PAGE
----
One of the things I have always disagreed with the organic church movement is in the area of leadership, specifically, what they need to leave out to have the vision of church they do. While he mentions elders in the book, he doesn't mention why he doesn't use them and what to do with the fact that we are told to have leaders. The organic church, in an effort to be decentralized, stray away from a hierarchy. While many people say this can lead to abuse of power because of lack of accountability, Cole handles that very well. He talks about vision and how "if the vision comes from one person and is carried out by others, then there is a dependency that curtails true reproduction. Sound leadership in a movement is not coming up with the vision and then casting it to others, but instead helping others find a vision for themselves and releasing it to the ends of the earth."My problems with this statement are numerous. One, most of his ideas in the book are based in scripture with references. This idea is nowhere in Scripture. While it sounds nice and communal, an idea needs to be Biblical when it comes to the church. Second, this isn't even working in the business world. While Cole points to organizations like Wikipedia and Craigslist as decentralized organizations, those were started by someone, given a vision by someone. He, Cole, is giving a vision to the organic church movement that other "leaders" are taking and running with. Third, why can't a Biblical vision, given to a leader, not lead to helping others find a vision for themselves. Again, and this is my big problem with many of his "organic church only" ideas is that many of them are happening in established churches, should be happening or are happening.
My biggest problem with the organic church movement is how they consistently use Matthew 18:20 out of context. The verse says, "For where two or three come together in my (Jesus') name, there am I (Jesus) with them." Throughout scripture we are reminded of the presence of God. We cannot ask for more of God's presence than what we have (like when a worship leader asks God to pour out His Spirit, uh, we have all we need and as much as we are going to get). My problem is the context of this verse has nothing to do with the way it is used. This verse has to do with conflict, community, and church discipline. This verse does not mean (to quote Mark Driscoll), "If 2 guys are having a beer and one guy sneezes and the other says "God bless you" that church just happened."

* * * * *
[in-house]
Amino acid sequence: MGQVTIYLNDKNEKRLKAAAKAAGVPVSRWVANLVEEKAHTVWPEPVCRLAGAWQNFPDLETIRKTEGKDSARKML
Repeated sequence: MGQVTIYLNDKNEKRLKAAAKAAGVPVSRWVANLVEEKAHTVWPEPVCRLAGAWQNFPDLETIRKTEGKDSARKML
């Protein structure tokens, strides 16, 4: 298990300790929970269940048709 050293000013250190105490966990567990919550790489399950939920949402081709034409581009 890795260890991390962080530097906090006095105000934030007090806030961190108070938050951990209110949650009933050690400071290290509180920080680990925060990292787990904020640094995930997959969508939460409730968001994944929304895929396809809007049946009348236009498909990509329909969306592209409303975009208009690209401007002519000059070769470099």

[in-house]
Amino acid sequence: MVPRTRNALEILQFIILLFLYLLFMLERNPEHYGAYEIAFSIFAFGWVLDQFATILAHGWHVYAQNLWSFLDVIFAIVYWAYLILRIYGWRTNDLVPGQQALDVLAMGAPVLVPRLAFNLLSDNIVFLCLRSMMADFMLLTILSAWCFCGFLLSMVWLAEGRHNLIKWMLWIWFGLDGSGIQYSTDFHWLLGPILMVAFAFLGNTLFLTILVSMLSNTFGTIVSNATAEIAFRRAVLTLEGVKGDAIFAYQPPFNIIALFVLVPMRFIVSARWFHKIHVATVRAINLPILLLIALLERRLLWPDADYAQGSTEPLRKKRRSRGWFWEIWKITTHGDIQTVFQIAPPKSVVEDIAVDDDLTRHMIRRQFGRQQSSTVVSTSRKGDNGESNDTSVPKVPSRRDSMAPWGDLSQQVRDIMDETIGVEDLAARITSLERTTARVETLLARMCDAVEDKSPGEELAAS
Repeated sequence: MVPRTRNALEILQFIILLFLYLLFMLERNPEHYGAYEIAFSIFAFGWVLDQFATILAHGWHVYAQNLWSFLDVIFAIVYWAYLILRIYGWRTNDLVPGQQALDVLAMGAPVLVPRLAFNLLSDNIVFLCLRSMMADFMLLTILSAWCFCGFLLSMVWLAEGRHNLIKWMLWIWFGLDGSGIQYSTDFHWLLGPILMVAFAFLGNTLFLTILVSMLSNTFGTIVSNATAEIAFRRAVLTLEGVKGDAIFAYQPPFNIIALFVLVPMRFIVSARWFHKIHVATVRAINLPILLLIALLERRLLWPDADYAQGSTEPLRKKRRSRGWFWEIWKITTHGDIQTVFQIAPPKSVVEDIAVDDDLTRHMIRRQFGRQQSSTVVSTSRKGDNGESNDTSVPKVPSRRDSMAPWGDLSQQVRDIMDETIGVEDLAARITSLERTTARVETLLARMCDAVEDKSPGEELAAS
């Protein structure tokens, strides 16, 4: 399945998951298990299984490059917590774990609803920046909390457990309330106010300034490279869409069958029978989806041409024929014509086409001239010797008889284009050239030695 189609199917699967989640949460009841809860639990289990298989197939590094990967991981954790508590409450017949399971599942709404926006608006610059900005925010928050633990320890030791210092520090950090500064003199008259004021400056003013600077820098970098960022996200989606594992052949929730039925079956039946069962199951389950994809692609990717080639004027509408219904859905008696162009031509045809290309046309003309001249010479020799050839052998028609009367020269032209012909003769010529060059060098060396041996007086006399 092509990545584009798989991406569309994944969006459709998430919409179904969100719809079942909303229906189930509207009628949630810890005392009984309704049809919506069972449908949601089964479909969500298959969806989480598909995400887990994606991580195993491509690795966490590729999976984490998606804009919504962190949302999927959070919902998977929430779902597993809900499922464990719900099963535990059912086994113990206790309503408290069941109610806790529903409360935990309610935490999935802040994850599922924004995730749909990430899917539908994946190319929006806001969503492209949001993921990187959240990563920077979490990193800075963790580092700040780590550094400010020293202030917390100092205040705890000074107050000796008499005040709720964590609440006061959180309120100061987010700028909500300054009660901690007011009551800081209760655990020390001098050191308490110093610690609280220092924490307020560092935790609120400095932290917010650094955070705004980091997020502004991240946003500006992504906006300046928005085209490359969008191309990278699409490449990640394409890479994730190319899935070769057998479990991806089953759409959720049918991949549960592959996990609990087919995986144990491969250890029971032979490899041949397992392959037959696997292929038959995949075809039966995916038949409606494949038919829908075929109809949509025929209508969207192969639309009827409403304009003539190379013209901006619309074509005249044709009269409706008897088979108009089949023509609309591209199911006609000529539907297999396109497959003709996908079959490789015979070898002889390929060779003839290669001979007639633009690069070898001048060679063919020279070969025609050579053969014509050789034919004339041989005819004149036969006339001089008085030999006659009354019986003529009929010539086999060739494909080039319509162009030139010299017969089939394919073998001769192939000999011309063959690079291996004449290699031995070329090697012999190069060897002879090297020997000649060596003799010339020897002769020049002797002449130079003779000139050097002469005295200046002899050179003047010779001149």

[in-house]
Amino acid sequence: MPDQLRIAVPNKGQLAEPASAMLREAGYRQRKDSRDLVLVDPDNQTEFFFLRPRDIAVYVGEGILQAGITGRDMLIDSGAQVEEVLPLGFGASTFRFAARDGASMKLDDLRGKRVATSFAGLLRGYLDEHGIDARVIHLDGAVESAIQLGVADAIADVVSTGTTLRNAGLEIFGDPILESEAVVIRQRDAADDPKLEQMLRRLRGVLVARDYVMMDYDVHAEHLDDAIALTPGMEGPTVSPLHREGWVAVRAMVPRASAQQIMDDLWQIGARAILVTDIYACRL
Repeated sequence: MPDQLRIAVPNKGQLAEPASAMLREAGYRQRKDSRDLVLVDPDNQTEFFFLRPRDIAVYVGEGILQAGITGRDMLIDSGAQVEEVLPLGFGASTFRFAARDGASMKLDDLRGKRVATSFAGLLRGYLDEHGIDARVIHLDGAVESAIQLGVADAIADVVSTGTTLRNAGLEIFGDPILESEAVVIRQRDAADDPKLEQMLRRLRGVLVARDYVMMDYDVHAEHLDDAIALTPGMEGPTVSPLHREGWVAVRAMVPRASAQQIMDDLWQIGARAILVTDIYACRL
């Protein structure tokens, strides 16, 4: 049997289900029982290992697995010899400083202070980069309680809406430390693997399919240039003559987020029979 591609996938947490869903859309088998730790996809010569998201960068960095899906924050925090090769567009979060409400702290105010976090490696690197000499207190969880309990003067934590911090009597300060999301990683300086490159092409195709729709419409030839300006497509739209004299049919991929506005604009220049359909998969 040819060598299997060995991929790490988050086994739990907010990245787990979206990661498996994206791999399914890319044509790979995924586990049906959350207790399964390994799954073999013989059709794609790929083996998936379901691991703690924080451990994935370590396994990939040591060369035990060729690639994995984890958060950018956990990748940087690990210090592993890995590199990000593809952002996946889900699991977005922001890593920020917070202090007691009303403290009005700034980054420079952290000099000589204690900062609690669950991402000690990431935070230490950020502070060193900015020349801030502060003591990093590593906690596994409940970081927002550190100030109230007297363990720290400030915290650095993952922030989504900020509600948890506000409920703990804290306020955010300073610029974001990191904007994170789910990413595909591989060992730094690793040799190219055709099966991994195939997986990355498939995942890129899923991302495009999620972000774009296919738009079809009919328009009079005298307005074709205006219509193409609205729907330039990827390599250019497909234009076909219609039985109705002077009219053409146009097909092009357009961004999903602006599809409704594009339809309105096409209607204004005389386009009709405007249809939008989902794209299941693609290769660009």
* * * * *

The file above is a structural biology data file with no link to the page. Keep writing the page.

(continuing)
While I got a lot out of this book and had a lot to chew on, I was frustrated with the use of passages out of context to make it possible for Cole to say, "The way I do church is the only Biblical way to do it." At one point (p. 129) he says that "the organic church will give more glory to God than a non-organic church." That is a huge statement.
As I said, what I struggle with (and I do this) is when an author or leader talks about how they do church as the only right and Biblical way of doing things. While you should be passionate about how you do church (I know I am) and it is easy to think this way, but it is shortsighted and actually does more harm than good. It says, "If you don't do it this way, you won't be able to fulfill God's will and mission here on earth." Do I agree with everything Cole and the organic church movement do? No. Are there things we can learn from organic churches, missional churches, seeker-sensitive churches? Yes. That is the beauty of the church and the kingdom.
This book will stretch you, it stretched and challenged me. I would say that if you want to read a book on what a biblical church looks like and should be in our culture, this would be a good one, but a better one is Vintage Church. As I said, I feel like Cole had to throw out some Bible verses to make his points, as well as saying things that weren't true (everytime he points out what an organic church can do that an established church can do).